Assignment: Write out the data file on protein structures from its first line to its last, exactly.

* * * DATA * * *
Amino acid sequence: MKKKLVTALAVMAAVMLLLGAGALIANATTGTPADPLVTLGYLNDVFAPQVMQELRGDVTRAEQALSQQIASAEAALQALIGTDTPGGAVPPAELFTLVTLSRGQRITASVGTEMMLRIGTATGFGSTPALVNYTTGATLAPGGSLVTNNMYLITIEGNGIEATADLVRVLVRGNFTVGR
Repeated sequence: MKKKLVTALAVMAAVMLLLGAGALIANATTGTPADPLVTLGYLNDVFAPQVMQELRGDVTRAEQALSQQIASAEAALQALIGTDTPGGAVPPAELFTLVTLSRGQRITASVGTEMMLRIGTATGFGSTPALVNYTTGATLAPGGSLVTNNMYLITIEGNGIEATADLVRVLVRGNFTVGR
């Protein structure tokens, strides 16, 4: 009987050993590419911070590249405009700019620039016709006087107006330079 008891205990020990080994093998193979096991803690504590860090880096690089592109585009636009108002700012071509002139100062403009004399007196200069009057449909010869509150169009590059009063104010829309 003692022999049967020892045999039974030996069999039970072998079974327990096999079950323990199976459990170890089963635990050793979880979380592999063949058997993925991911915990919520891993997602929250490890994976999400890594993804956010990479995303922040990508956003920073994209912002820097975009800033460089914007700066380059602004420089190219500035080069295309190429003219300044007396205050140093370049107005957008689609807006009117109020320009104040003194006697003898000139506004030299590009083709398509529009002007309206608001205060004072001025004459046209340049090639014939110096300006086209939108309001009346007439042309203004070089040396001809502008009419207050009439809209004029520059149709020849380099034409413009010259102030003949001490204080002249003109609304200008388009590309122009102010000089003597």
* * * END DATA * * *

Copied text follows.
Amino acid sequence: MKKKLVTALAVMAAVMLLLGAGALIANATTGTPADPLVTLGYLNDVFAPQVMQELRGDVTRAEQALSQQIASAEAALQALIGTDTPGGAVPPAELFTLVTLSRGQRITASVGTEMMLRIGTATGFGSTPALVNYTTGATLAPGGSLVTNNMYLITIEGNGIEATADLVRVLVRGNFTVGR
Repeated sequence: MKKKLVTALAVMAAVMLLLGAGALIANATTGTPADPLVTLGYLNDVFAPQVMQELRGDVTRAEQALSQQIASAEAALQALIGTDTPGGAVPPAELFTLVTLSRGQRITASVGTEMMLRIGTATGFGSTPALVNYTTGATLAPGGSLVTNNMYLITIEGNGIEATADLVRVLVRGNFTVGR
């Protein structure tokens, strides 16, 4: 009987050993590419911070590249405009700019620039016709006087107006330079 008891205990020990080994093998193979096991803690504590860090880096690089592109585009636009108002700012071509002139100062403009004399007196200069009057449909010869509150169009590059009063104010829309 003692022999049967020892045999039974030996069999039970072998079974327990096999079950323990199976459990170890089963635990050793979880979380592999063949058997993925991911915990919520891993997602929250490890994976999400890594993804956010990479995303922040990508956003920073994209912002820097975009800033460089914007700066380059602004420089190219500035080069295309190429003219300044007396205050140093370049107005957008689609807006009117109020320009104040003194006697003898000139506004030299590009083709398509529009002007309206608001205060004072001025004459046209340049090639014939110096300006086209939108309001009346007439042309203004070089040396001809502008009419207050009439809209004029520059149709020849380099034409413009010259102030003949001490204080002249003109609304200008388009590309122009102010000089003597």